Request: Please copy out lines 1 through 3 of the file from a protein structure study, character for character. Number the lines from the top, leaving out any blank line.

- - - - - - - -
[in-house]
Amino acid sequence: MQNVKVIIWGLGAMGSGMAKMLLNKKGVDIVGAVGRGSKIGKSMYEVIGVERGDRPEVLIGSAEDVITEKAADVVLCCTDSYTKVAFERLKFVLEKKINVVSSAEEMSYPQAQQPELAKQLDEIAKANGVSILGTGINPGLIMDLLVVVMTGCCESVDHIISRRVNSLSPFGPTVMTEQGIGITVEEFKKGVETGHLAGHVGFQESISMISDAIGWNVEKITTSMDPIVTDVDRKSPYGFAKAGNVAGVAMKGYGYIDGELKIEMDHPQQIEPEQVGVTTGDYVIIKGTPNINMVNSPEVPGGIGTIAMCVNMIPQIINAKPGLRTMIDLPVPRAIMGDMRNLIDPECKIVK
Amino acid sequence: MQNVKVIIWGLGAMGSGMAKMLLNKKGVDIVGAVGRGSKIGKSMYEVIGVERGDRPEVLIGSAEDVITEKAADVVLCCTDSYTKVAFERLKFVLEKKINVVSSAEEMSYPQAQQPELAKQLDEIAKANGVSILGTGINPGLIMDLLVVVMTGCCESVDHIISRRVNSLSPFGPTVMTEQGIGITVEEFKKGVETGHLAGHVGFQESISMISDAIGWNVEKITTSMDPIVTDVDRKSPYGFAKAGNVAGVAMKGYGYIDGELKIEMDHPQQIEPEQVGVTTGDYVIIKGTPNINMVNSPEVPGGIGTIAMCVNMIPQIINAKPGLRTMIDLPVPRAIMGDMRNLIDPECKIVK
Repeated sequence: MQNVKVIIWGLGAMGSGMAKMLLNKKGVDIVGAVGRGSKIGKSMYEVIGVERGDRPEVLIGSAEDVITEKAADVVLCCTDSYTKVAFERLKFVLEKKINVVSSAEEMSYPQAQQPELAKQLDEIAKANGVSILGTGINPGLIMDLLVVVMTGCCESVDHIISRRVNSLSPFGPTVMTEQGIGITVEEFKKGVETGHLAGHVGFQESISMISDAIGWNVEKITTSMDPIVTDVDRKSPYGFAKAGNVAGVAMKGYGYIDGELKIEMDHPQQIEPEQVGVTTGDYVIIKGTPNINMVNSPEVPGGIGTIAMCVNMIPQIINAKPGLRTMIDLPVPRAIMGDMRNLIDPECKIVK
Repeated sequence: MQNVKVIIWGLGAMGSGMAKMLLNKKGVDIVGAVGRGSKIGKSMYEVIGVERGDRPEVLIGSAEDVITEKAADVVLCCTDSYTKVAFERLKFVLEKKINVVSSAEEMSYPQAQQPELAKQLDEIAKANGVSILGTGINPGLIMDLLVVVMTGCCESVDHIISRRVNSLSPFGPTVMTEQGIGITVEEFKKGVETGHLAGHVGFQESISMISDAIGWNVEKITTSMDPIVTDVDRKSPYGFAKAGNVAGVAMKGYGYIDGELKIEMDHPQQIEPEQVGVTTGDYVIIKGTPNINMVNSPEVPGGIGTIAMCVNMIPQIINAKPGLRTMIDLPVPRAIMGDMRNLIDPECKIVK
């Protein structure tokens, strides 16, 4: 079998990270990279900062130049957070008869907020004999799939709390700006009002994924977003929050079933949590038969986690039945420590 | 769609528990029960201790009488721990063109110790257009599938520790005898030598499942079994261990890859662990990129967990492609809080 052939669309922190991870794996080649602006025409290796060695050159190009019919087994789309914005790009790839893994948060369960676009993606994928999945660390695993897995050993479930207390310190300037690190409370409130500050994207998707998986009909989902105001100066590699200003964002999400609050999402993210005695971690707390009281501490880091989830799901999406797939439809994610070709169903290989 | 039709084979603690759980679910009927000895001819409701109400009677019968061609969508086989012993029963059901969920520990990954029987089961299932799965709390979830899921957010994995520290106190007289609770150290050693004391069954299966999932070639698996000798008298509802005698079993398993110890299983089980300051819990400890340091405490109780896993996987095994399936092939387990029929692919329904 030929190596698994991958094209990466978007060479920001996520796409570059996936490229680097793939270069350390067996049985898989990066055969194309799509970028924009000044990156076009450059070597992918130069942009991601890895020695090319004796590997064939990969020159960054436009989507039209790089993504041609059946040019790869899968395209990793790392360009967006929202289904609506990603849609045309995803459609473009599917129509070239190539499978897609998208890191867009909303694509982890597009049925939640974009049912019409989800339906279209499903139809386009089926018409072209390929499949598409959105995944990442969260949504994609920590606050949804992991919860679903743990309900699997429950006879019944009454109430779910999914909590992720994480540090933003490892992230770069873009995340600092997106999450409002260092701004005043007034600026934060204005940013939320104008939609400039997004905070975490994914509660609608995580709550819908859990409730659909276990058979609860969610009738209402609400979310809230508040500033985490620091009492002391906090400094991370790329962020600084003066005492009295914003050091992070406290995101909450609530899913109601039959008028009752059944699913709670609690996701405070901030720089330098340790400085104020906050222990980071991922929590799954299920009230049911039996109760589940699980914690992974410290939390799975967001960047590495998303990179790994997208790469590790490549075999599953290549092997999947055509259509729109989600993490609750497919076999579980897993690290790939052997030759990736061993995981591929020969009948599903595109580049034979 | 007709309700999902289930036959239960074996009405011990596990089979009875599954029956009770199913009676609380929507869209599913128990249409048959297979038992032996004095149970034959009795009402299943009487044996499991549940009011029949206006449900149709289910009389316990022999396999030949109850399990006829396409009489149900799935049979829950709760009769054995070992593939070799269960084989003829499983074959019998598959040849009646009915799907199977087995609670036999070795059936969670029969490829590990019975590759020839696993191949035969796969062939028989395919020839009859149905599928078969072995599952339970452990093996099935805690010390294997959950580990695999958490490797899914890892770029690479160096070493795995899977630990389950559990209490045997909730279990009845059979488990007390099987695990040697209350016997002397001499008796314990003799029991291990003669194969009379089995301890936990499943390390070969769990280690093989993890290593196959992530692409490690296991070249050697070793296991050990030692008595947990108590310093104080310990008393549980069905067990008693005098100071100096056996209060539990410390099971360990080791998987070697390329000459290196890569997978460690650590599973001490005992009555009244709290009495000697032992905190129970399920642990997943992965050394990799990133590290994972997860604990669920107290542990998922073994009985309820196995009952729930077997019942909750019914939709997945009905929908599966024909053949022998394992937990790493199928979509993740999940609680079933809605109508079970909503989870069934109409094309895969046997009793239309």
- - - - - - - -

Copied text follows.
[in-house]
Amino acid sequence: MQNVKVIIWGLGAMGSGMAKMLLNKKGVDIVGAVGRGSKIGKSMYEVIGVERGDRPEVLIGSAEDVITEKAADVVLCCTDSYTKVAFERLKFVLEKKINVVSSAEEMSYPQAQQPELAKQLDEIAKANGVSILGTGINPGLIMDLLVVVMTGCCESVDHIISRRVNSLSPFGPTVMTEQGIGITVEEFKKGVETGHLAGHVGFQESISMISDAIGWNVEKITTSMDPIVTDVDRKSPYGFAKAGNVAGVAMKGYGYIDGELKIEMDHPQQIEPEQVGVTTGDYVIIKGTPNINMVNSPEVPGGIGTIAMCVNMIPQIINAKPGLRTMIDLPVPRAIMGDMRNLIDPECKIVK
Amino acid sequence: MQNVKVIIWGLGAMGSGMAKMLLNKKGVDIVGAVGRGSKIGKSMYEVIGVERGDRPEVLIGSAEDVITEKAADVVLCCTDSYTKVAFERLKFVLEKKINVVSSAEEMSYPQAQQPELAKQLDEIAKANGVSILGTGINPGLIMDLLVVVMTGCCESVDHIISRRVNSLSPFGPTVMTEQGIGITVEEFKKGVETGHLAGHVGFQESISMISDAIGWNVEKITTSMDPIVTDVDRKSPYGFAKAGNVAGVAMKGYGYIDGELKIEMDHPQQIEPEQVGVTTGDYVIIKGTPNINMVNSPEVPGGIGTIAMCVNMIPQIINAKPGLRTMIDLPVPRAIMGDMRNLIDPECKIVK